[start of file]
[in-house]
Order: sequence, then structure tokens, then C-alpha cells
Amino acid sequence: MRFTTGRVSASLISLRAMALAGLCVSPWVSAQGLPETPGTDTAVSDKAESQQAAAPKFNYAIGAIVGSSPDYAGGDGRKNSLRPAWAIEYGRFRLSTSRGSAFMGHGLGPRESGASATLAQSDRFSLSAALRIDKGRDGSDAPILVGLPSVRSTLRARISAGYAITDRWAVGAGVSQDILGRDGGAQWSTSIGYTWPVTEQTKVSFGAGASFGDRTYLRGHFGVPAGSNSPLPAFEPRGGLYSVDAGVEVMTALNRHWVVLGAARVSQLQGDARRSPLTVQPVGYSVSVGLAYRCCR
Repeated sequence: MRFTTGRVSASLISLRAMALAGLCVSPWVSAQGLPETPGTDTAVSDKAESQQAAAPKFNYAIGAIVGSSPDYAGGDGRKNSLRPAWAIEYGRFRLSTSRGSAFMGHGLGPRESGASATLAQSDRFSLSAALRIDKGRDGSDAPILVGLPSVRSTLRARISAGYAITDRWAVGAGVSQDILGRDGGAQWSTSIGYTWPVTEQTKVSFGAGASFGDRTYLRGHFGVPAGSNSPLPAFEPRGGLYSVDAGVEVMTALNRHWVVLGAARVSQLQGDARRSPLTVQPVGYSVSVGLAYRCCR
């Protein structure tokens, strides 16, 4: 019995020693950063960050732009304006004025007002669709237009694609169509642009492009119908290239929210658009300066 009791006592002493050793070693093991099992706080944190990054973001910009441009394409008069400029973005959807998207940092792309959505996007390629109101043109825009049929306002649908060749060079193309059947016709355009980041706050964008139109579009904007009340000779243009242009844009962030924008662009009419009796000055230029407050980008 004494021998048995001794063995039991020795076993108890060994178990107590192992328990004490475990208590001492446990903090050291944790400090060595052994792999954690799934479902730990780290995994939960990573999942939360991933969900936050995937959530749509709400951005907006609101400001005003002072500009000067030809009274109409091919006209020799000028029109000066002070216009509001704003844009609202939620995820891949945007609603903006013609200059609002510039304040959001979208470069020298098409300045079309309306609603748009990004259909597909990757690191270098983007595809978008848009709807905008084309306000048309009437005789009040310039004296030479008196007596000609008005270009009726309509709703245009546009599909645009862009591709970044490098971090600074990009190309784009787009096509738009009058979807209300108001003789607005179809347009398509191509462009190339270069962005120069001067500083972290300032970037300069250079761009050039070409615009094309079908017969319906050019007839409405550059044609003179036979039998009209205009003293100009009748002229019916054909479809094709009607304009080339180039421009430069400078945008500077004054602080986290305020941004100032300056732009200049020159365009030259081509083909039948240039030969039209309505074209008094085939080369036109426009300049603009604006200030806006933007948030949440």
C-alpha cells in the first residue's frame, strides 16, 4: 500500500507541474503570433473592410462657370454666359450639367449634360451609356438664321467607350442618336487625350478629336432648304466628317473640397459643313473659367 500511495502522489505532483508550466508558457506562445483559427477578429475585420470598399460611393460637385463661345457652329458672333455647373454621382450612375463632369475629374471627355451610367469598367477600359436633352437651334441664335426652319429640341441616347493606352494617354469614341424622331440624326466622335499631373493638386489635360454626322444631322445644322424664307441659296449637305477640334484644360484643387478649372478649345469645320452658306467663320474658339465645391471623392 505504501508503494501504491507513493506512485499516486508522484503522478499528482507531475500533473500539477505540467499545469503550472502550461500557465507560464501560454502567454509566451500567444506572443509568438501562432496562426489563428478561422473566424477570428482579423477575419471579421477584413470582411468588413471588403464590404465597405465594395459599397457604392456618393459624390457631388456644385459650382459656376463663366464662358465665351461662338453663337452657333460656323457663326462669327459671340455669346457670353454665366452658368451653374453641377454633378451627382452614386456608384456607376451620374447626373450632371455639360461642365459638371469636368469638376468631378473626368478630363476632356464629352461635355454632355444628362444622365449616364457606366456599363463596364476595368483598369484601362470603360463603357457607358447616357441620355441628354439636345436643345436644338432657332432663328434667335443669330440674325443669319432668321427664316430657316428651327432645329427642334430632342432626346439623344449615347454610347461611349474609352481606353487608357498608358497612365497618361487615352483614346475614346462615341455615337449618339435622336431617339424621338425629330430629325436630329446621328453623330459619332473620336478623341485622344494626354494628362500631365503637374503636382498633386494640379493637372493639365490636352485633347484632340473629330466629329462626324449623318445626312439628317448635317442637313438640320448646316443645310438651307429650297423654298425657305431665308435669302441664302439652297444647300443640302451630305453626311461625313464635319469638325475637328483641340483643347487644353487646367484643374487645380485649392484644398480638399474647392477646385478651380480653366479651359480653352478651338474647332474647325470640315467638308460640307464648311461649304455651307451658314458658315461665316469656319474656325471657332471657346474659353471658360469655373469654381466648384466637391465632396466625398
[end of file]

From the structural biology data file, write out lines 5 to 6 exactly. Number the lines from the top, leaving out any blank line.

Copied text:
């Protein structure tokens, strides 16, 4: 019995020693950063960050732009304006004025007002669709237009694609169509642009492009119908290239929210658009300066 009791006592002493050793070693093991099992706080944190990054973001910009441009394409008069400029973005959807998207940092792309959505996007390629109101043109825009049929306002649908060749060079193309059947016709355009980041706050964008139109579009904007009340000779243009242009844009962030924008662009009419009796000055230029407050980008 004494021998048995001794063995039991020795076993108890060994178990107590192992328990004490475990208590001492446990903090050291944790400090060595052994792999954690799934479902730990780290995994939960990573999942939360991933969900936050995937959530749509709400951005907006609101400001005003002072500009000067030809009274109409091919006209020799000028029109000066002070216009509001704003844009609202939620995820891949945007609603903006013609200059609002510039304040959001979208470069020298098409300045079309309306609603748009990004259909597909990757690191270098983007595809978008848009709807905008084309306000048309009437005789009040310039004296030479008196007596000609008005270009009726309509709703245009546009599909645009862009591709970044490098971090600074990009190309784009787009096509738009009058979807209300108001003789607005179809347009398509191509462009190339270069962005120069001067500083972290300032970037300069250079761009050039070409615009094309079908017969319906050019007839409405550059044609003179036979039998009209205009003293100009009748002229019916054909479809094709009607304009080339180039421009430069400078945008500077004054602080986290305020941004100032300056732009200049020159365009030259081509083909039948240039030969039209309505074209008094085939080369036109426009300049603009604006200030806006933007948030949440």
C-alpha cells in the first residue's frame, strides 16, 4: 500500500507541474503570433473592410462657370454666359450639367449634360451609356438664321467607350442618336487625350478629336432648304466628317473640397459643313473659367 500511495502522489505532483508550466508558457506562445483559427477578429475585420470598399460611393460637385463661345457652329458672333455647373454621382450612375463632369475629374471627355451610367469598367477600359436633352437651334441664335426652319429640341441616347493606352494617354469614341424622331440624326466622335499631373493638386489635360454626322444631322445644322424664307441659296449637305477640334484644360484643387478649372478649345469645320452658306467663320474658339465645391471623392 505504501508503494501504491507513493506512485499516486508522484503522478499528482507531475500533473500539477505540467499545469503550472502550461500557465507560464501560454502567454509566451500567444506572443509568438501562432496562426489563428478561422473566424477570428482579423477575419471579421477584413470582411468588413471588403464590404465597405465594395459599397457604392456618393459624390457631388456644385459650382459656376463663366464662358465665351461662338453663337452657333460656323457663326462669327459671340455669346457670353454665366452658368451653374453641377454633378451627382452614386456608384456607376451620374447626373450632371455639360461642365459638371469636368469638376468631378473626368478630363476632356464629352461635355454632355444628362444622365449616364457606366456599363463596364476595368483598369484601362470603360463603357457607358447616357441620355441628354439636345436643345436644338432657332432663328434667335443669330440674325443669319432668321427664316430657316428651327432645329427642334430632342432626346439623344449615347454610347461611349474609352481606353487608357498608358497612365497618361487615352483614346475614346462615341455615337449618339435622336431617339424621338425629330430629325436630329446621328453623330459619332473620336478623341485622344494626354494628362500631365503637374503636382498633386494640379493637372493639365490636352485633347484632340473629330466629329462626324449623318445626312439628317448635317442637313438640320448646316443645310438651307429650297423654298425657305431665308435669302441664302439652297444647300443640302451630305453626311461625313464635319469638325475637328483641340483643347487644353487646367484643374487645380485649392484644398480638399474647392477646385478651380480653366479651359480653352478651338474647332474647325470640315467638308460640307464648311461649304455651307451658314458658315461665316469656319474656325471657332471657346474659353471658360469655373469654381466648384466637391465632396466625398